1) Treat your bedroom as if it were a hospital room
Start thinking of your bedroom as a sacred space like a temple. Or even a hospital.Try to keep your bedroom as sparse as possible with only the bare essentials. Take a bit of inspiration from the Japanese and keep the furnishing minimal, with no carpets. By breathing in fresh air for six to eight hours you are protecting your lungs for a considerable part of the day, giving them the added advantage to battle the pollutants when you finally step outside to begin your day. Don’t you want that kind of protection and leverage?
2) Always remove your shoes
Our shoes literally bring in the filth and muck from the outside world into our homes. If you ever place the soles of your shoes under a microscope, you would shudder at the amount of bacteria you will find. Your footwear can pick up everything from bacteria-packed fecal matter to toxic lead dust and harmful pesticides. When you walk around the house wearing the same shoes, you are only helping spread more germs and toxins, adding to whatever else are already inside.
3) Use any kind of varnish outside the house
Varnishes or any substance with an alcohol or spirit smell emit high levels of pollutants that can remain inside your house for at least a week. Step outside when using nail polish or nail polish removers. Or do it in the bathroom with the exhaust fan on. Get all wooden furniture varnished outside and bring it in only once the smell has gone.
4) Swap the usual cleaners for vinegar
Most cleaning products contain chemicals that contribute to poor indoor air quality. Research has linked once-a-week use of cleaning products with a 24 to 32 per cent higher risk of progressive lung disease. Fortunately, there are plenty of safe and effective options. Soap and water, or vinegar and baking soda can serve as inexpensive alternatives.
5) Pollen, bacteria and mould
People who live by the coast or in areas with heavy rainfall will notice mould growing on the walls of their houses or the paint peeling. Mould is a pollutant and can cause respiratory complications. Indoor air pollution is exacerbated by pollen and bacteria. Given that we spend 80 to 90 per cent of our time indoors, air quality matters. It’s especially important that we clean mouldy areas of our houses thoroughly.
Cover of How To Grow Fresh Air by Kamal Meattle and Barun Aggarwal
6) Go digital
Newspapers are printed with inks that release toluene, a harmful toxin. And as you keep stacking them, the amount of toxins only increases. Go paperless; we are in the age of the digital world after all.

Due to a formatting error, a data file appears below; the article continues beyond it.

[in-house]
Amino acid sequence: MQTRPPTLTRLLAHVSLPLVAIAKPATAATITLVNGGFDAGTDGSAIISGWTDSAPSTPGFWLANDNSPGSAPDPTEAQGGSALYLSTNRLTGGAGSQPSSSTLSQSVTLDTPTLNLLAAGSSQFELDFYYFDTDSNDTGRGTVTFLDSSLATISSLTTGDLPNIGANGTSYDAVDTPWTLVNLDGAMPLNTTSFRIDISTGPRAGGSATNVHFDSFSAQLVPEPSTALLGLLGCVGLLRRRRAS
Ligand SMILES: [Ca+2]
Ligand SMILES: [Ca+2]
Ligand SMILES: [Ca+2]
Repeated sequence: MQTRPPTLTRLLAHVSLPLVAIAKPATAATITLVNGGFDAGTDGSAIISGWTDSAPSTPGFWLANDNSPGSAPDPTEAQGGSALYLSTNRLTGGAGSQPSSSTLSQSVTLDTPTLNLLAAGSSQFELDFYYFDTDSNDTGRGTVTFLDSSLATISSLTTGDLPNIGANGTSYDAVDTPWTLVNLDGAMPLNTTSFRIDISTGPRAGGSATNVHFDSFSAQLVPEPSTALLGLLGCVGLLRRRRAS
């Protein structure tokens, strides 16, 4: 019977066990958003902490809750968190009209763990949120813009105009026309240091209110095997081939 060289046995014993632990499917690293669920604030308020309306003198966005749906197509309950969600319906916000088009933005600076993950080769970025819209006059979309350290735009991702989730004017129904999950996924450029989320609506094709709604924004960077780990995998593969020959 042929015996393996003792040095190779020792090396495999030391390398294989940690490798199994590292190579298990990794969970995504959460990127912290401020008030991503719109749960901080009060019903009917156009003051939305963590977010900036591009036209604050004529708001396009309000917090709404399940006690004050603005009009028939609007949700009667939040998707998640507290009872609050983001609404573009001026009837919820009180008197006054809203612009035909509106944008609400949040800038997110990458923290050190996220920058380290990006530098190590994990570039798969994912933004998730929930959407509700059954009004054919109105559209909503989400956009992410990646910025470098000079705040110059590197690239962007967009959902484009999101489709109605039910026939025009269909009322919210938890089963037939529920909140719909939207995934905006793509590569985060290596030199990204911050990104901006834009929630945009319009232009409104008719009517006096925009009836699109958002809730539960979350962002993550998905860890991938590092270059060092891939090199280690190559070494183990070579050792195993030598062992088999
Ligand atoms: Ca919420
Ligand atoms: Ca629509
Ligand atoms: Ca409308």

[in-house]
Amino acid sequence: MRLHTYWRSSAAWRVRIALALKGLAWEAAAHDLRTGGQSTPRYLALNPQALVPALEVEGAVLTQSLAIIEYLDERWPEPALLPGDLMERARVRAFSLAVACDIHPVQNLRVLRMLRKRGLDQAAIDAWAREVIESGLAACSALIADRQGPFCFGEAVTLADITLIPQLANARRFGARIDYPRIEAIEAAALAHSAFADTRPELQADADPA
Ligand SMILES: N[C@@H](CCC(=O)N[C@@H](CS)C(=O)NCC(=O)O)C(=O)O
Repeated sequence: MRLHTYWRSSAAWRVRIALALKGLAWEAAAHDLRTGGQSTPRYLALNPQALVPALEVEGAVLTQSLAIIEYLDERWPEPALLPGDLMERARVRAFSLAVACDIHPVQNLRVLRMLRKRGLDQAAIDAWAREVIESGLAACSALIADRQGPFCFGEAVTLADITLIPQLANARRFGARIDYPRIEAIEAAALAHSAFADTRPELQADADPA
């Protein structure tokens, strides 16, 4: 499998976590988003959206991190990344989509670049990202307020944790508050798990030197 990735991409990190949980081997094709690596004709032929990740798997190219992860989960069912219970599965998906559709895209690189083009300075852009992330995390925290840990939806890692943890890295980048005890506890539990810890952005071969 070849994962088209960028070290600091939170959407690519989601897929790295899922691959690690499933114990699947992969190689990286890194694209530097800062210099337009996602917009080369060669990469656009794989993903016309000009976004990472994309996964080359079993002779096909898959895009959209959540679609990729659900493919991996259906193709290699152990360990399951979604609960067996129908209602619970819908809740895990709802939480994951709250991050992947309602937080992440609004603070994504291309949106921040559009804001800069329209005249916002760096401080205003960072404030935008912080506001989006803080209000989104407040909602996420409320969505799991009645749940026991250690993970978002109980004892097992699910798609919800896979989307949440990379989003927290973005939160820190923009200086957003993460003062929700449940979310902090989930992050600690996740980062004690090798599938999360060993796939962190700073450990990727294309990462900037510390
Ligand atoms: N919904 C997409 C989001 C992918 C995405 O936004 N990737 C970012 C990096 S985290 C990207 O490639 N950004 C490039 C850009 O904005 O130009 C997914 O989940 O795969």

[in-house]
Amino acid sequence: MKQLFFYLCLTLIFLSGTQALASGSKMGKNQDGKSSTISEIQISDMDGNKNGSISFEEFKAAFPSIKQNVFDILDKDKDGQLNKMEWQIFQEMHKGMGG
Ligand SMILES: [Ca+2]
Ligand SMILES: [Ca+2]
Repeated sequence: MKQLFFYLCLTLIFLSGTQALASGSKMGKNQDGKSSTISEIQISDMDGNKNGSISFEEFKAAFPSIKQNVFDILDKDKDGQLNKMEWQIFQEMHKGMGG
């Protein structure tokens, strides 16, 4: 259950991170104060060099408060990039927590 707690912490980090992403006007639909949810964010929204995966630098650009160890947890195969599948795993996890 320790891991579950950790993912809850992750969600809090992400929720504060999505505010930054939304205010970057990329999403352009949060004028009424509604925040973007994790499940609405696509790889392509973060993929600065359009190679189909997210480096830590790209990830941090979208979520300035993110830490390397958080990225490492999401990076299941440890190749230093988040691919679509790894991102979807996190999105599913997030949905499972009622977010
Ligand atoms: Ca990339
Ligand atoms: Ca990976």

7) Agarbattis emit PM 2.5; candles are just as bad
PM 2.5 levels spike five to seven times when agarbattis are lit. Even herbal agarbattisrelease toxic gases and PM 2.5. I suggest you light your agarbattis outside and stick them in a Tulsi pot. Candles are guilty of emitting VOCs (volatile organic compounds) as well, especially the perfumed ones that a lot of us like to use around the house. Remember, combustion and smoke is the same. There is no good smoke.
8) Most things that smell good are bad for you
Perfumes, deodorants and air fresheners fall in the same category. They emit high VOCs. I know that puts a lot of you in a spot, after all we don’t want to smell bad. But the question is, what’s more critical? Health or vanity?
9) Use these indoor plants:
a) Money Plant (Epipremnum aureum)
Money Plants remove formaldehyde and carbon monoxide (CO) from the air and help in increasing general indoor air quality. They improve your cognitive ability, thereby making you smarter!
b) Areca palm (Dypsis lutescens)
These palms work like air purifiers by absorbing carbon dioxide and releasing oxygen.
c) Mother-In-Law’s Tongue or snake plant (Sansevieria trifasciata)
These plants absorb harmful toxins such as nitrogen oxide, xylene, carbon monoxide, benzene, and formaldehyde from the a
ir. They produce oxygen at night, even in a dark room, making it the perfect bedroom plant.
10) Do Diwali differently
In most first world countries, fireworks are a community affair rather than an individual celebration. During festivals such as Diwali and Holi, when fireworks lead to a sharp drop in air quality every year, encourage your neighbours to celebrate together in the colony rather than only with their families. This will mean fewer fireworks, and less pollution.
Kamal Meattle and Barun Aggarwal are two of the country’s top experts on battling air pollution. Their book, ‘How To Grow Fresh Air’, based on Meattle’s viral TED talk, can be pre-